Warren Senders

As my engagement with the climate struggle has deepened, so my readiness to speak up and speak out has grown.

I am less and less reluctant to bring up the issue of climate change in everyday conversation; where once I felt constrained by etiquette, now I seek ways to introduce the motif.

Playground conversation, while I watch my daughter running happily:

Random mom: Weird weather we're having, isn't it?

WarrenS: Yes, I'm fifty-five and I've never seen anything like it.  Can you believe that some people still don't think global climate change is real?

Random mom: I heard on the news that there's no clear evidence for it...

Warren S: Oh, far from it.  Etc., etc., etc.

or boarding the bus:
Random bus driver: Nice day!

WarrenS: Yeah, but did you hear about those people in (town) who got (rained out) (burned out) (blown away)?

Random bus driver: Those poor folks!

WarrenS: That's climate change for ya.

I'm actively seeking these conversations.  Everybody's doing something about the weather, but nobody's talking about it.

I hereby declare my independence from Climate Silence.  I'm going to be noisy from now till the day I join the Great Hum.


And, finally, the Keystone XL will continue to yield good letters until a stake is driven through its flabby carbon heart once and for all:


The Boston Globe looks at the pressure facing John Kerry over KXL:
WASHINGTON — Secretary of State John F. Kerry, who for decades has portrayed himself as one of the nation’s leading environmentalists, is under siege from all sides as he faces one of the most difficult decisions of his career: whether to approve the Keystone pipeline.

Several environmental groups are set to launch campaigns this summer to pressure Kerry into opposing the pipeline. One will publicize his past calls to fight global climate change — statements that they argue would make Kerry look like a hypocrite if he now supports the pipeline.

Pipeline advocates, meanwhile, aregearing up for lobbying efforts of their own, hiring firms whose consultants include several former Kerry aides.

One measure of the intensity of public sentiment: A staggering 1.2 million comments — an unprecedented number — have been submitted by the public as part of the State Department’s review process.

The Keystone pipeline would transport tar sands oil from Canada to refineries along the Gulf Coast. Environmental groups warn that a spill along the route would have a devastating effect on drinking water and that turning the tar sands into usable fuel would result in excessive greenhouse gas emissions.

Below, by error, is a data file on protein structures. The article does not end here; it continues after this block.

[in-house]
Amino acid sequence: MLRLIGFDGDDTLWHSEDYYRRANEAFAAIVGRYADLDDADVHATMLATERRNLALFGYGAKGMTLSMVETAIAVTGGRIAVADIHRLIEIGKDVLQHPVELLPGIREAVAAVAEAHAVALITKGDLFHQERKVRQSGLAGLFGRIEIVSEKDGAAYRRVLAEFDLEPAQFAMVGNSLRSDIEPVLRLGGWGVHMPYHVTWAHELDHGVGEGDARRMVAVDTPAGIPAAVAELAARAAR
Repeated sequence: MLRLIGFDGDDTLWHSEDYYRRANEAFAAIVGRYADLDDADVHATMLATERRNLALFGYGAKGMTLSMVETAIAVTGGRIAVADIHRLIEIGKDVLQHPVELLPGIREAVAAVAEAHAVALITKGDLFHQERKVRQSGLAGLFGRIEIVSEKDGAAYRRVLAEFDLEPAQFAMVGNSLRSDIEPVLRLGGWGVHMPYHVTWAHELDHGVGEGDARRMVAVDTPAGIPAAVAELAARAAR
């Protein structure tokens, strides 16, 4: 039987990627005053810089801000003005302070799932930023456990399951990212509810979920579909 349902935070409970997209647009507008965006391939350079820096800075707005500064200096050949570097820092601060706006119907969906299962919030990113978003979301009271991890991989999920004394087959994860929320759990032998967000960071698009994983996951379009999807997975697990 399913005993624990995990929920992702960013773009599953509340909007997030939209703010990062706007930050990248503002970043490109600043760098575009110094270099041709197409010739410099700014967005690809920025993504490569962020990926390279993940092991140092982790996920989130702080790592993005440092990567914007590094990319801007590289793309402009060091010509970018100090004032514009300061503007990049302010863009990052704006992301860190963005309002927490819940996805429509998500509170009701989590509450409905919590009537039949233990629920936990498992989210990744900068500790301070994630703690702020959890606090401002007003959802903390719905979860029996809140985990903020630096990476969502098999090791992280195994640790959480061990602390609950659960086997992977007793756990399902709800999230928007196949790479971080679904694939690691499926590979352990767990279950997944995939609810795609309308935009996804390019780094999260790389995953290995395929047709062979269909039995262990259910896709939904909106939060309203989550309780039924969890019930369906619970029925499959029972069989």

Just fucking block the thing, ok?  May 28:
If John Kerry approves the Keystone XL pipeline, he will have bowed deeply to the corporatist forces which have largely co-opted our system of government.  Given Kerry's lifelong environmentalist orientation, such capitulation is a depressing diagnostic indicator of how deeply the rot has penetrated into our society.

The pipeline's claims of minimal environmental impact have been revealed as risible, the loudly-touted job creation claims have been substantially debunked, the authors of the State Department's study of the project are case studies in conflict of interest, and the world's leading climatologists are unified in their assessment of the tar sands' potential to trigger devastating and geocidal destabilization of Earth's climate.  What's left? The Keystone XL is about profits, and nothing more.  

If John Kerry wishes to be remembered as a statesman, he must place the lives of our descendants above the lure of unfettered gains for the privileged and powerful few.

Warren Senders


All of these letters and more can be found at my blog.  There's also quite a bit on music, on singing, on India, and on random other subjects.  Drop in and send my daily hit rate up into two figures.

Okay, dear ones.  I'm done for the day.  Go write a few letters, or send a few faxes, or shut down a few pipelines.

I love you all, every one.



Help Us Spread the Word About Climate Change

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Please use hashtags #climate, #eco, and #climatechange to tweet all diaries about the environment.

"Green Diary Rescue" is Back!

After a hiatus of over 1 1/2 years, Meteor Blades has revived his excellent series.  As MB explained, this weekly diary is a "round-up with excerpts and links... of the hard work so many Kossacks put into bringing matters of environmental concern to the community... I'll be starting out with some commentary of my own on an issue related to the environment, a word I take in its broadest meaning."

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Originally posted to Climate Change SOS on Wed Jul 03, 2013 at 05:00 PM PDT.

Also republished by DK GreenRoots and Climate Hawks.